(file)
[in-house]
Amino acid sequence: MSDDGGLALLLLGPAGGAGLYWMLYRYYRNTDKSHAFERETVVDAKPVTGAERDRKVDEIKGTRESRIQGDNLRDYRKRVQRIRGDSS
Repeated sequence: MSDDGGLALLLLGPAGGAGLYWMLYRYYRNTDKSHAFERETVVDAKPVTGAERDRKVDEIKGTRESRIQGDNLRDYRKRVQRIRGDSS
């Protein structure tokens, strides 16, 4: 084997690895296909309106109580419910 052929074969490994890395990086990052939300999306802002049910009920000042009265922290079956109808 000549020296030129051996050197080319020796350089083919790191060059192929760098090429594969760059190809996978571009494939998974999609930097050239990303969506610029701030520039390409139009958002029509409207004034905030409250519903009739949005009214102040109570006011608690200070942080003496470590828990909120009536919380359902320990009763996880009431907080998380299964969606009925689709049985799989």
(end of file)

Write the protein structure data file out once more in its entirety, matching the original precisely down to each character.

[in-house]
Amino acid sequence: MSDDGGLALLLLGPAGGAGLYWMLYRYYRNTDKSHAFERETVVDAKPVTGAERDRKVDEIKGTRESRIQGDNLRDYRKRVQRIRGDSS
Repeated sequence: MSDDGGLALLLLGPAGGAGLYWMLYRYYRNTDKSHAFERETVVDAKPVTGAERDRKVDEIKGTRESRIQGDNLRDYRKRVQRIRGDSS
């Protein structure tokens, strides 16, 4: 084997690895296909309106109580419910 052929074969490994890395990086990052939300999306802002049910009920000042009265922290079956109808 000549020296030129051996050197080319020796350089083919790191060059192929760098090429594969760059190809996978571009494939998974999609930097050239990303969506610029701030520039390409139009958002029509409207004034905030409250519903009739949005009214102040109570006011608690200070942080003496470590828990909120009536919380359902320990009763996880009431907080998380299964969606009925689709049985799989």